Tom Ferry Reading Blog

5 Key Takeaways from My Interview with Grant Cardone – #TomFerryShow

Tweet it Out: I loved @TomFerry's interview with @GrantCardone! So great! Lots of great topics. Thanks Tom!

Writing this blog simply cannot do this episode of the #TomFerryShow justice.

I really want you to watch my strange, fascinating, enlightening interview with Grant Cardone.

We talk about:

  • The difference between coaching and training
  • Our contrasting philosophies on saving money
  • The one thing we both agree real estate agents aren’t doing enough of

And just wait until you hear what he says about your dog!

But if you don’t have the time, or just prefer to read, I’m going to distill my 5 biggest takeaways from spending a recent day with Grant.


The Man Behind The 10X Rule

In case you’ve been living under a rock and don’t know Grant Cardone, he’s a sales expert, an author, a speaker, an investor… and one of the most driven people I know. He’s also quite a character (seriously…go watch the video!).

Here are my top 5 takeaways from our interview:

No. 1: “So many real estate brokers, you’re in the game, looking at deals, showing the stuff, but you never evolve past the sales model. You’ve gotta become more than a salesperson.”

I hope you take Grant’s point to heart. You are in prime position to not just sell real estate, but buy it. Grant’s whole emphasis is on producing passive income to set yourself up for your future.

This does NOT mean fixing and flipping houses. It means accumulating doors in bulk.


No. 2: “People will only do what they have to do. And they’ll wait until the last moment to do it.”

Grant says most people won’t do things they don’t want to do until they are forced to do them. That’s why he loves deadlines. Anytime you impose a time limit on a task, it creates greater urgency and accountability to get it done.

Great advice!

Free Real Estate Agent Coaching Consultation


No. 3: “Money sitting around always makes me lethargic. Get rid of the money.”

Here’s where Grant and I differ somewhat philosophically.

I believe it’s crucial to have savings for those “rainy day” situations that can pop up out of nowhere and wipe you out.

Grant’s view is that sitting on cash reduces one’s motivation. So he advises to invest your money and get it tied up so you know you have to go produce. Buy assets that either produce money or produce time, he says. When that money goes away, you’ll go back into create mode.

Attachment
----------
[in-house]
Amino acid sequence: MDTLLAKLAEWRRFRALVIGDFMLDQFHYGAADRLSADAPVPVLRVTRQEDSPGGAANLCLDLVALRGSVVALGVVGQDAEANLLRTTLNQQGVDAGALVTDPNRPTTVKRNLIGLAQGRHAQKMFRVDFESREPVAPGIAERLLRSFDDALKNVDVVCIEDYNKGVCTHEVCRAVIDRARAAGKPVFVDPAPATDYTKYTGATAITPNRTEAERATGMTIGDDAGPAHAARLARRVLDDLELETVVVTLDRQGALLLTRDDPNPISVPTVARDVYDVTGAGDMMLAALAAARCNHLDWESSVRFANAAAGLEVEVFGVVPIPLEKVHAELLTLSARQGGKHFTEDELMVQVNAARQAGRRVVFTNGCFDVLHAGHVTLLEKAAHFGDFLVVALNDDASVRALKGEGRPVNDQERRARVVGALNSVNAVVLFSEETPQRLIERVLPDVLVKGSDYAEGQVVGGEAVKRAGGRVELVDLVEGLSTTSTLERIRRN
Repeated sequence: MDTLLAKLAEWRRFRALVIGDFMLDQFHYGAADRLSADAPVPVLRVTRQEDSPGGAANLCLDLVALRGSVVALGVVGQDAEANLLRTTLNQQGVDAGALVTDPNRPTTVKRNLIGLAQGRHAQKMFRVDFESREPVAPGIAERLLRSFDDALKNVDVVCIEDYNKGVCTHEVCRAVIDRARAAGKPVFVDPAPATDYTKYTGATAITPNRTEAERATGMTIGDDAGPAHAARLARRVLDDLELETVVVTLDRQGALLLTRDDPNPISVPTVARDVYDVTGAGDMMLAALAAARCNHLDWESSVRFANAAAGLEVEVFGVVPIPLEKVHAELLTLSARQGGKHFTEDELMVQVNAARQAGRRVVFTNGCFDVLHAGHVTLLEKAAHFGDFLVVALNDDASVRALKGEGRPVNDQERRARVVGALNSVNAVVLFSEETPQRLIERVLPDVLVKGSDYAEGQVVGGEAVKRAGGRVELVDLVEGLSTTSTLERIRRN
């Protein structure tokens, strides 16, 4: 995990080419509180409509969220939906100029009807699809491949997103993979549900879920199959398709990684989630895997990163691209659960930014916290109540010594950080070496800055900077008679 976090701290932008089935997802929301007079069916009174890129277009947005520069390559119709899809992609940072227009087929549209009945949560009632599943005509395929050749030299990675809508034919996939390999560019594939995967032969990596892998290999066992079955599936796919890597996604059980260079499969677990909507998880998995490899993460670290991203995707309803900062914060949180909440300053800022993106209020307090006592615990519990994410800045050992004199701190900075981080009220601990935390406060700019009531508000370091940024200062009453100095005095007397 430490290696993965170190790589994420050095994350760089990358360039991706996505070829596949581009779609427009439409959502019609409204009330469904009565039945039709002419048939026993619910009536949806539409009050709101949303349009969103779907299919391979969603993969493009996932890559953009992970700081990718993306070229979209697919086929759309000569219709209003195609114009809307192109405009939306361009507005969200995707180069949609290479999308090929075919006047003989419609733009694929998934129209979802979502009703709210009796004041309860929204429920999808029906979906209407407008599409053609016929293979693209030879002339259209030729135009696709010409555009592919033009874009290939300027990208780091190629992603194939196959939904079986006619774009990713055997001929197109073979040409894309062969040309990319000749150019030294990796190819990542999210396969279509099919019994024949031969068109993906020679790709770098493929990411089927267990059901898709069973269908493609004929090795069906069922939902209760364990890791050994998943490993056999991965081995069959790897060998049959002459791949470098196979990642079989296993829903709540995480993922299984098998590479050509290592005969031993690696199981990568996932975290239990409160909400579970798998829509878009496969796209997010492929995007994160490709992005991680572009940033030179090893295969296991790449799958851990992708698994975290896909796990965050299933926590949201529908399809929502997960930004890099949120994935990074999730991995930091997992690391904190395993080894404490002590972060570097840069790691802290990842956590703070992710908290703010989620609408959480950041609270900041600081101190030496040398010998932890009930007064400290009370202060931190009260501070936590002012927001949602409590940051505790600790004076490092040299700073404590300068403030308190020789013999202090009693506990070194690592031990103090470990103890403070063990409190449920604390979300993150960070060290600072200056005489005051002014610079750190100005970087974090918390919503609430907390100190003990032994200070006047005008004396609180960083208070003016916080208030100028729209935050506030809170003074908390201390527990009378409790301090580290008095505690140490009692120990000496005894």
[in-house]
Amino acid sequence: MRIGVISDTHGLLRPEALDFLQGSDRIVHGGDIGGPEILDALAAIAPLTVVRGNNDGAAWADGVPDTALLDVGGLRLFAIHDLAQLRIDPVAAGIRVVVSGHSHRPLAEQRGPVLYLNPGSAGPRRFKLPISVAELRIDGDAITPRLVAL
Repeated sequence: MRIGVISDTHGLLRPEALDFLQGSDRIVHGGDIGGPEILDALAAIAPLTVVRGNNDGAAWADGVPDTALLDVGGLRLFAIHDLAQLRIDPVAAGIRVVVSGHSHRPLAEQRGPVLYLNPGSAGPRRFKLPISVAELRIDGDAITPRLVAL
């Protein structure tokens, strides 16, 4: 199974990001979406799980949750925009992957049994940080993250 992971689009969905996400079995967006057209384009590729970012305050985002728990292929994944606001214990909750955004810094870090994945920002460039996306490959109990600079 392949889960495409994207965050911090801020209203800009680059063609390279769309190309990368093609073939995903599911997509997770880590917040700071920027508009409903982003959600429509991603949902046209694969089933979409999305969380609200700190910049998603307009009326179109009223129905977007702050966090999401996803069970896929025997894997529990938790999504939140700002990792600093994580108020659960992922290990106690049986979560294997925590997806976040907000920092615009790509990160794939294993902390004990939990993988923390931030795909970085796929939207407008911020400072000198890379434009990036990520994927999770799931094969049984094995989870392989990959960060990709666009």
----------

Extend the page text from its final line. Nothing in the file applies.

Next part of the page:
No. 4: “It’s not my money.”

While I might take a little more cautious approach when it comes to savings, I do love Grant’s outlook on money. I’ve said many times money is just a tool, and Grant’s philosophy aligns with that thought.

He says money doesn’t truly belong to anyone; we’re all just custodians of it for a period of time. We get to decide how to use it and who to give it to, but then you need to get back into the marketplace and recreate the money.

Money isn’t about the cars, watches or trips. It’s used to solve problems.

The ultimate use of money is to solve problems for yourself, your family and even people you don’t know. (“Nobody gives enough to charity,” he adds.)


No. 5: “You can’t get that from training.”

Grant’s breakdown of training vs. coaching was spot-on…

“Training is what I did as a young salesperson,” he said. “I’d wake up in the morning and I’d watch a tape. That was on my own. There was no coach involved. That was me, self-directed. A self-starter. I’m going to watch it over and over and over again, duplicate it, practice it and train it.

“The coach was when I got to the place. That’s the guy that could give me some feedback. Maybe I’m having trouble, I’m doing a presentation and it’s not going well. That’s when I go to my coach and say, ‘Hey dude, can you come watch what I’m doing? What am I missing? I have some blind spot …there’s something I cannot see.’

“You can’t get that from training.”



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